Tuesday, August 23, 2011

Embrace Impossibility

Two years ago I sat with a professor as he shared an incredible opportunity. As I listened, I considered enrolling in a PhD program so I could do the same. He told our dinner party that he was taking a semester away from his home campus to teach while traveling around the world. I told him several times, “I would love to do that.” I said it when he mentioned it. I said it when he shared the list of countries he would be visiting. I said it again at the end of the night.
As much as I was fascinated by his upcoming adventure, I knew I wasn’t in a position remotely close to his. I wasn’t a professor and had no desire to become one. My job wouldn’t allow me to travel the world, no matter how convincing I could be in drafting a proposal. However, as I write this blog, I can say that I learned a valuable lesson about embracing impossibility.
Some of you know that I am currently on a ship preparing to spend the next 100+ days sailing around the world, and yes, it is for a job. I didn’t have to start a PhD program. I didn’t have to switch careers. I was presented with the job of my dreams right where I was.

What we think is impossible or out of our range often isn’t. The key is having some faith and ensuring that all of our actions are true to our heart’s desires. It’s not enough to simply wish, we also have to work. It’s not enough to talk about your future, you also have to act toward that future. Your dreams were put in your spirit for the purpose of realization, not to taunt you. You have dreams so you can chase them, not be frustrated by them. What are you doing in your day-to-day activities to ensure that your dreams will be realized? What have you done in the last six months to get you closer to your goals? Embrace impossibility instead of running from it. Life is full of opportunities, but the great, seemingly impossible ones are for those who are brave, hard-working, and determined enough to embrace them.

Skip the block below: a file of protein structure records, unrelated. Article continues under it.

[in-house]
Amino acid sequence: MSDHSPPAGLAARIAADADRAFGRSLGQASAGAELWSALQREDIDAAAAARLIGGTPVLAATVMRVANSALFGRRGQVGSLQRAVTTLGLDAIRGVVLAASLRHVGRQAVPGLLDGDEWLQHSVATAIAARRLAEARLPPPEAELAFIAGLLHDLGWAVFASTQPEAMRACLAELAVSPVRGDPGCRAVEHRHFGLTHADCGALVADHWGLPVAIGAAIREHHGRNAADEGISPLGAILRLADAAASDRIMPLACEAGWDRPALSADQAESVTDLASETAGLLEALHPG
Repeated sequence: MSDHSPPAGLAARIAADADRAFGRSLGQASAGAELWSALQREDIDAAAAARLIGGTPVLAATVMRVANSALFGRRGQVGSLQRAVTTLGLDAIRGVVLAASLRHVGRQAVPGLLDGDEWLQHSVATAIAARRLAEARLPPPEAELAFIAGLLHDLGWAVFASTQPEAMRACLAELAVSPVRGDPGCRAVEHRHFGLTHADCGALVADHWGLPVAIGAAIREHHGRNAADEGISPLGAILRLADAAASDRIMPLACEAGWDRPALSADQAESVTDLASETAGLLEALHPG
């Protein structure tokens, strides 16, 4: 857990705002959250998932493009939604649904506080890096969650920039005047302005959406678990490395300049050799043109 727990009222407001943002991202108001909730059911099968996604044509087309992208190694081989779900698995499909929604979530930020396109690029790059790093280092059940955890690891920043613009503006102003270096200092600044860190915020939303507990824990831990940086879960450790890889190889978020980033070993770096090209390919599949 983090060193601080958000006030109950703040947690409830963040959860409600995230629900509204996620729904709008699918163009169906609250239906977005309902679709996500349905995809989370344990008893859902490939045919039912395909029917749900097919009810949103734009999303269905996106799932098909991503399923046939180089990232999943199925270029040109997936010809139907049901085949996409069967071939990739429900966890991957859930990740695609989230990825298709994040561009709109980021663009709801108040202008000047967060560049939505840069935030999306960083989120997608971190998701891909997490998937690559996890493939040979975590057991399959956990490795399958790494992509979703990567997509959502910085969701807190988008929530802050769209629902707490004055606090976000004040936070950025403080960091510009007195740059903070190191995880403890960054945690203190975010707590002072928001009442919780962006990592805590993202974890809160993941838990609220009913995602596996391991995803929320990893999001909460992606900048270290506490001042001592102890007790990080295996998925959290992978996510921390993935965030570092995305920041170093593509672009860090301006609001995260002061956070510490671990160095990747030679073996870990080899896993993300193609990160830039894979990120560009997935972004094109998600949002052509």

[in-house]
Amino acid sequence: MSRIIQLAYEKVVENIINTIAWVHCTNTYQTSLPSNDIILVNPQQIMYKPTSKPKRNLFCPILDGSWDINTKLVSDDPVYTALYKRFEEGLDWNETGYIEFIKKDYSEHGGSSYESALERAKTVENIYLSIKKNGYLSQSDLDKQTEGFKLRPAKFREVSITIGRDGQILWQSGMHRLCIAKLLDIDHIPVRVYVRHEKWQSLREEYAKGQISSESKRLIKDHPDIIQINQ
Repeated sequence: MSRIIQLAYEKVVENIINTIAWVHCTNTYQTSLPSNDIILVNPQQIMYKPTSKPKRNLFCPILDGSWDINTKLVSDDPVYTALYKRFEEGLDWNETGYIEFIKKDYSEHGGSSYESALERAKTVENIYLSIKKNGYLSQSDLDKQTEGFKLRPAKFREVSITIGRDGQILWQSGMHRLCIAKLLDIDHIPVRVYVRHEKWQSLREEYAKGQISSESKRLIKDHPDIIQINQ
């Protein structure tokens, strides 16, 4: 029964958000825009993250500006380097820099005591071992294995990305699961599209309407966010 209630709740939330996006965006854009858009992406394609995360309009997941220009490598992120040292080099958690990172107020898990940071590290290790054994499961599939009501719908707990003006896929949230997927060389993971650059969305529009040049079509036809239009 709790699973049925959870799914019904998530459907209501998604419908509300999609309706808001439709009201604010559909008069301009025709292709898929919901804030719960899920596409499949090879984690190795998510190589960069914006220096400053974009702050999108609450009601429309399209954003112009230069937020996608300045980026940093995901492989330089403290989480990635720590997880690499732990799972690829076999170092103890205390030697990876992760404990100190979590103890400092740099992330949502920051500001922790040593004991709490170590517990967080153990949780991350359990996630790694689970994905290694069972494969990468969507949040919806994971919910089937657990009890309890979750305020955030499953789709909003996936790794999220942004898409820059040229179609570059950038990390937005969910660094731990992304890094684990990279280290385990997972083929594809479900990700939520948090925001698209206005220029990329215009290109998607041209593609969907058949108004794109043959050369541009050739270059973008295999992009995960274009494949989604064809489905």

You may be thinking that I am doing something very similar to what I’d heard. Admittedly, that would be a pretty good story. However, it gets better. Just two days ago, on Sunday afternoon, I sat in a room for the faculty and staff orientation. A huge smile spread across my face when the very professor I’d had dinner with nearly two years ago stood up and introduced himself. I’m not doing something similar. I am on the exact trip that I was so intrigued by nearly two years ago! Embrace what you consider to be impossible. Even if you can’t see how or when, what you deem to be impossible could very well be in your future.

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